The 12th Annual Carol Shields Festival of New Works was presented at the Prairie Theatre Exchange last weekend. The festival features playwrights’ works that are still in development and gives the audience a glimpse into the workings of this creative process.
Final theatre productions or films that people watch are the culmination of a long journey that begins with a director conceiving of an idea of what they want their play or film to look like. Ideas can come from a book or story which is then adapted into a script.
Before the actors even hit the stage, there will be readings of the script and changes will be made. This process is what the Festival of New Works is all about.
Director and playwright Daniel Thau-Eleff’s play Deserter had its first public reading on Saturday to a full house at the Prairie Theatre Exchange as part of the festival. Deserter is a work of fiction but is based on real events from Joshua Key’s book The Deserter’s Tale.
Key was a 24-year-old who enlisted in the U.S. Army as a way to provide for his wife and kids. He was told he would not have to go into combat.
Less than a year later he found himself in Iraq looking for weapons of mass destruction.
After six-and-a-half months, he was given a two week leave of absence and decided on moral grounds he wouldn’t go back, thinking it was an unjust war.
He fled to Canada and has been trying to gain residency here since. He is wanted in the US for desertion and could face a prison sentence if he goes back. His decade long battle continues.
Deserter touches upon many issues such as terrorism and morality, as well as the effects of war and Post Traumatic Stress Disorder.
The five actors were all seated on stage with their scripts in front of them. Director Daniel Thau-Eleff read the stage direction notes (i.e. lights go down, scene two, etc.) from the side of the stage. The actors in the ‘scenes’ would stand up and read their lines.
All the actors were brilliant in their performances with Arne MacPherson and Michael Lawrenchuk each playing two parts. Karl Thordarson played the part of Staff Sargent Yeo who encouraged the young recruit to “go ahead and joke about my name.”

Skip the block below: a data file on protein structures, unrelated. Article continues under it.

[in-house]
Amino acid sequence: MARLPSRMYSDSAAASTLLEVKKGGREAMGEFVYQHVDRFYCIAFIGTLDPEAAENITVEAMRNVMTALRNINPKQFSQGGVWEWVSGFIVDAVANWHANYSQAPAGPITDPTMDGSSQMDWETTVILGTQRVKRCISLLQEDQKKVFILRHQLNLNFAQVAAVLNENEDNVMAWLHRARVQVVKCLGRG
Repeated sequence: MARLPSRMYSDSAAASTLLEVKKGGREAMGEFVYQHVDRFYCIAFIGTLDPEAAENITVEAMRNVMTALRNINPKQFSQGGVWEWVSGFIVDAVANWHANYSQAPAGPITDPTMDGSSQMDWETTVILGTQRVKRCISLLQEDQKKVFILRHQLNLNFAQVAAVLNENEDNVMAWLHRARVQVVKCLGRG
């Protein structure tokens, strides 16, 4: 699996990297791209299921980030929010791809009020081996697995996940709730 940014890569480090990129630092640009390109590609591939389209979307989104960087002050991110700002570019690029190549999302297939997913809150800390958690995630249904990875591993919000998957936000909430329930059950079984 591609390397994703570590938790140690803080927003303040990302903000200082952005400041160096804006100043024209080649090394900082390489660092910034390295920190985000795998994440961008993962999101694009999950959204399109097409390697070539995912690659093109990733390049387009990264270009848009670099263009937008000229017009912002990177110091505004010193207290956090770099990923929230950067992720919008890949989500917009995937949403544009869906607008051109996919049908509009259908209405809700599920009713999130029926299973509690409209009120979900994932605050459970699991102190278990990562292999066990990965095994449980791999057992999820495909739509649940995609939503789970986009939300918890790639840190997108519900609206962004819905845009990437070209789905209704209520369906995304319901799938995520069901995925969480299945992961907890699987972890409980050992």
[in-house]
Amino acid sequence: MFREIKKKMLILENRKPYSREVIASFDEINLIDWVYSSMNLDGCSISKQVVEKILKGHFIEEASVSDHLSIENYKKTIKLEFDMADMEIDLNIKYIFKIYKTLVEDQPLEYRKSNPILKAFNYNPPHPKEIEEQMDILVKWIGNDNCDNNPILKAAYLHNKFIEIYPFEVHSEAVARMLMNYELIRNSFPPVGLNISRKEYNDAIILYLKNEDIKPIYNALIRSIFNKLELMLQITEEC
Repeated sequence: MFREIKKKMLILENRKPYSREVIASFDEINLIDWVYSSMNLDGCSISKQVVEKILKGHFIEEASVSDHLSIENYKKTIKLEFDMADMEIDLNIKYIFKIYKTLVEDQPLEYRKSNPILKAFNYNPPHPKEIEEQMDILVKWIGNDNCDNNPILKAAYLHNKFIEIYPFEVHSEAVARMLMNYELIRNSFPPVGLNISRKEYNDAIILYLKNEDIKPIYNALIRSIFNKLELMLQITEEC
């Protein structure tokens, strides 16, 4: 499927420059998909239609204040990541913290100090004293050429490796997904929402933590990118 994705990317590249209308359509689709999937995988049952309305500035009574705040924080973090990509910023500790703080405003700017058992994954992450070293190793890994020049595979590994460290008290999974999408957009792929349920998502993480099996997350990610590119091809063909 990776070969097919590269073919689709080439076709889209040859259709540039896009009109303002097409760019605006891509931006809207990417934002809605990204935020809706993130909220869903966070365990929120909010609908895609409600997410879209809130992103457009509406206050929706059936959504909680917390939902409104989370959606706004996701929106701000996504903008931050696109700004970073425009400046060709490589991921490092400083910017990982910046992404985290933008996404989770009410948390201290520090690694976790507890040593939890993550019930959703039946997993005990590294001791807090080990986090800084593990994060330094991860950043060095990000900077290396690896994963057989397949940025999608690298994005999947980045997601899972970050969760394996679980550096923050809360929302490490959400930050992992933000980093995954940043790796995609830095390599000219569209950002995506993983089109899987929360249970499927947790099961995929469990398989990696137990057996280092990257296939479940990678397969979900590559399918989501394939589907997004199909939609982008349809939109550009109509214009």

Charlene Van Buekenhout played the wife of the soldier, who was left at home with their kids, believing her husband was fighting a just war in his attempts to stamp out terrorism. The soldier went to war thinking what they were doing was right, but the longer he was there, the more he started to doubt this.
Jeff Strome was convincing in his portrayal of the soldier, Curtis Colby. The scenes of him suffering from PTSD were realistic as he made the audience feel for what he was going through from the horrors he experienced in Iraq. (As someone who has gone through PTSD myself, as a result of a car accident, he made my problems seem rather trivial).
One particular scene brought a few laughs as Colby was with his pregnant wife when she asked him to talk and sing to the child in the womb. After he nervously spoke, there was the sound of a baby. Many thought this was a production sound effect but it turned out that Joshua Key and his wife were in the audience with their baby Skye (which I found out later).
The play eventually went into the theatre of the absurd as Canada’s Prime Minister became a character in the play talking about his love of hockey.
The production was in two acts of about 65 minutes each with a short intermission. After the play, Joshua Key and Daniel Thau-Eleff held a brief discussion after which they fielded questions from the audience. Key sold signed copies of his book after the talk.
Any good art form raises questions in our minds and makes audiences think. This reading was no exception.
Like the main character in the play, I began to wonder myself, who are the real terrorists. The people in Iraq were not living in very good conditions under Saddam Hussein, but after he was gone and the US Army came in, conditions weren’t much better. It’s sad how many lives are affected by wars – the soldiers, their families and the civilians.
I’m looking forward to seeing this play in its finished form.
All photos by Doug Kretchmer